Eventually the Rialto Theatre was restored and used as the Fashion Café which folded very quickly. It become a Chicago Rock Café in 2002 which didn’t last too long either. It has now been converted into a casino named the Hard Rock Casino, retaining all the decorative interior from its original cinema days. The Café de Paris in the basement was permanently closed on December 20, 2020 due to the Covid-19 pandemic.

It is one of London’s most unknown, yet most important cinema buildings and is a Grade II Listed building.

Contributed by Ian Grundy

Recent comments (view all 22 comments)

Ken Roe
Ken Roe on August 15, 2009 at 6:01 am

The Rialto Cinema can be seen on the left of this night-time view of Coventry Street in November 1955:

Ken Roe
Ken Roe on October 23, 2009 at 3:43 pm

The derelict interior of the Rialto Cinema, photographed in 1998:
View link

woody on June 14, 2010 at 4:51 pm

a cinema ad for the Rialto from dec 1979 when it screening The Bitch, and was a Brent Walker Theatre

Ken Roe
Ken Roe on January 18, 2011 at 4:44 am

A vintage photograph from April 1955, showing the Rialto Cinema. The Peter Robinson store was later demolished and the Swiss Centre built on the site. In 2009, this too was demolished and a hotel has been built on that site:

Mike_Blakemore on September 23, 2011 at 11:04 am

The seating was removed. and ended up in a short lived cinema in Birmingham called “The Original Cinema” Saltley..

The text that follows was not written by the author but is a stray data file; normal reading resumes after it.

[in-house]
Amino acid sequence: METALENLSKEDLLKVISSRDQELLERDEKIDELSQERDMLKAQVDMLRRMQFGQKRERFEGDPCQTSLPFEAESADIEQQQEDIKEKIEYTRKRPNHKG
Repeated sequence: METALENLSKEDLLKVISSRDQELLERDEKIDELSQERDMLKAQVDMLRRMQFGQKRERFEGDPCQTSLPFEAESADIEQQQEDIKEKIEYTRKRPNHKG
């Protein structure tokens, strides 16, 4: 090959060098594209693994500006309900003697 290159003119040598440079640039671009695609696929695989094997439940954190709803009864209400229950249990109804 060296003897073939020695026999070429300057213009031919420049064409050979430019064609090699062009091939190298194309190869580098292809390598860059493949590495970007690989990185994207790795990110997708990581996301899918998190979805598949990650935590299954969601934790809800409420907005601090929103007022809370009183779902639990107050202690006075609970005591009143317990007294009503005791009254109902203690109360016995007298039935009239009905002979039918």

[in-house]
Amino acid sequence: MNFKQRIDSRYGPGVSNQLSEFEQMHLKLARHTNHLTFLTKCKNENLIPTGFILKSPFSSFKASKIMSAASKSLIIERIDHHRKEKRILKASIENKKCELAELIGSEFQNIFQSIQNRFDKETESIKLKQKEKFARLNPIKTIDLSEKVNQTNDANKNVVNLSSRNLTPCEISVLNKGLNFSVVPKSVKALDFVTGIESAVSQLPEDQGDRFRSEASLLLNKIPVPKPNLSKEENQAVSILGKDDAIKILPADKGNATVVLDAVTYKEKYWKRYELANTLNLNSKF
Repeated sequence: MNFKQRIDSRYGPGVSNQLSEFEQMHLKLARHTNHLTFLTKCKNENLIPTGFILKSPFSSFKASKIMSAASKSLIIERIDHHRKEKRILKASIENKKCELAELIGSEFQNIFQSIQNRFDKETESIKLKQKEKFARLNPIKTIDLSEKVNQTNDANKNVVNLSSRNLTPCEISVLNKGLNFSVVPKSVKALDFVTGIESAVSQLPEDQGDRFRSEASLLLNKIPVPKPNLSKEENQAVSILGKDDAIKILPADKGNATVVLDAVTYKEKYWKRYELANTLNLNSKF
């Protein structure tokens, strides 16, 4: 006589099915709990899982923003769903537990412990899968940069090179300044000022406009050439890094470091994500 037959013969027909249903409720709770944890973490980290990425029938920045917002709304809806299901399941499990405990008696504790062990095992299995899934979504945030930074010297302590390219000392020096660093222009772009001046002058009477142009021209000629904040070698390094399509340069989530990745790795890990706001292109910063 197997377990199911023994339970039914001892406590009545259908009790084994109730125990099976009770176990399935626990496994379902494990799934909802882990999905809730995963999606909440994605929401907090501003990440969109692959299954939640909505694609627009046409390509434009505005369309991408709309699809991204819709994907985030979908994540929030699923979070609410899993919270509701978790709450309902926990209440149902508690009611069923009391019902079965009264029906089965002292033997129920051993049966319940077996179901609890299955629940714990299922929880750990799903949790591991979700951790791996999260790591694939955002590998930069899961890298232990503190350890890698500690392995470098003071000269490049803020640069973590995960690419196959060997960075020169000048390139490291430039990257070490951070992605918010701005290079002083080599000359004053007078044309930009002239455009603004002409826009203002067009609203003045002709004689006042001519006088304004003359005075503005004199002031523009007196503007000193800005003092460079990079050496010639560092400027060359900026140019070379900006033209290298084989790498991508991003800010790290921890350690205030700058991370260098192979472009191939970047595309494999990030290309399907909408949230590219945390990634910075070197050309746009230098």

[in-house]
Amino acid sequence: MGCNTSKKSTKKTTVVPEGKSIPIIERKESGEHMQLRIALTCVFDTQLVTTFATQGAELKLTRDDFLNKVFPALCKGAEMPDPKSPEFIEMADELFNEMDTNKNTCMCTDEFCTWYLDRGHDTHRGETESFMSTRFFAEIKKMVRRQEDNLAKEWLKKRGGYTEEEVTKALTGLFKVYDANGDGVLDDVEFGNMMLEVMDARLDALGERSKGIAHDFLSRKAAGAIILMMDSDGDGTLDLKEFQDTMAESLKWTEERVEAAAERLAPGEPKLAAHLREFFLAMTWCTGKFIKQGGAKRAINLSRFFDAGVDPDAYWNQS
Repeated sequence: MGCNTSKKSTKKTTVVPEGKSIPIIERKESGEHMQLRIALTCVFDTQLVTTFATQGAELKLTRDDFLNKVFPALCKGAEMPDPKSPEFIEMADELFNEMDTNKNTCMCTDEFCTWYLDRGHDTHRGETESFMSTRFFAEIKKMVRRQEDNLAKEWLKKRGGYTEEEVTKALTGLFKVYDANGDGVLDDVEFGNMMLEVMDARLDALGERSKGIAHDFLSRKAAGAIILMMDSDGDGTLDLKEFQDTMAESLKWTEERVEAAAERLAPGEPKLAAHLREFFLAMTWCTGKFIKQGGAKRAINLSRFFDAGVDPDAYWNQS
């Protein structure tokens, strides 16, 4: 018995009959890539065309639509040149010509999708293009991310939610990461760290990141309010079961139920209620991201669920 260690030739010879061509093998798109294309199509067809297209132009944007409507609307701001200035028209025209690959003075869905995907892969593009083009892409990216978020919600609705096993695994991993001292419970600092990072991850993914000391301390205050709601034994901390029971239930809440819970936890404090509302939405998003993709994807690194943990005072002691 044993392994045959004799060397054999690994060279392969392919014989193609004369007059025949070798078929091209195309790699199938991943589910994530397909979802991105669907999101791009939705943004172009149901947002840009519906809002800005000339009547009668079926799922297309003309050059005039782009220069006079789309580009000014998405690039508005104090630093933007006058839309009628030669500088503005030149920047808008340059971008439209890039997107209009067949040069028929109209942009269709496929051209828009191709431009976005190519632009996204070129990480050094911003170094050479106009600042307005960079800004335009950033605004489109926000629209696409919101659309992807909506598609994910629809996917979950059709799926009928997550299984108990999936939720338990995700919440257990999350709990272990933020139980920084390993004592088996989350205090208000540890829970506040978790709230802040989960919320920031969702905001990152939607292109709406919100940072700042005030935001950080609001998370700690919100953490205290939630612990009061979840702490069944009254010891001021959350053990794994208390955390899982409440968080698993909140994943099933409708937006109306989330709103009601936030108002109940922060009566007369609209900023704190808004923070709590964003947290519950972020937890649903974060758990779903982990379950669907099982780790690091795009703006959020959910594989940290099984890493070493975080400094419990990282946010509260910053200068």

Mike_Blakemore on October 17, 2011 at 4:55 pm

Have found a picture of the auditorium….

Mike_Blakemore on October 17, 2011 at 5:01 pm

I The 20’s and early thirties The Cinemas was Operated by ABC Cinenas. The Manager that I trained with at The ABC Savoy Walsall. Was assitant Manager at the Commodore Hammersmith and did management relief at Rialto

eceleticandveryinspired on May 16, 2013 at 2:48 am

Compare the mamzing similarity of the Rialto coventry st london and the Parkway Baltimore, USA.


tomholdsworth on September 30, 2013 at 5:21 am

In fact 20th Century Fox DID own the Rialto, I was a projectionist at the Rialto in the late 1960’s and was directly employed by 20th Century Fox Corporation.

I saw the cinema recently (now a Casino) and the interior appears to be intact as I remember it, pity it is not a cinema anymore.

rivest266 on May 21, 2021 at 8:06 am

Grand opening ad posted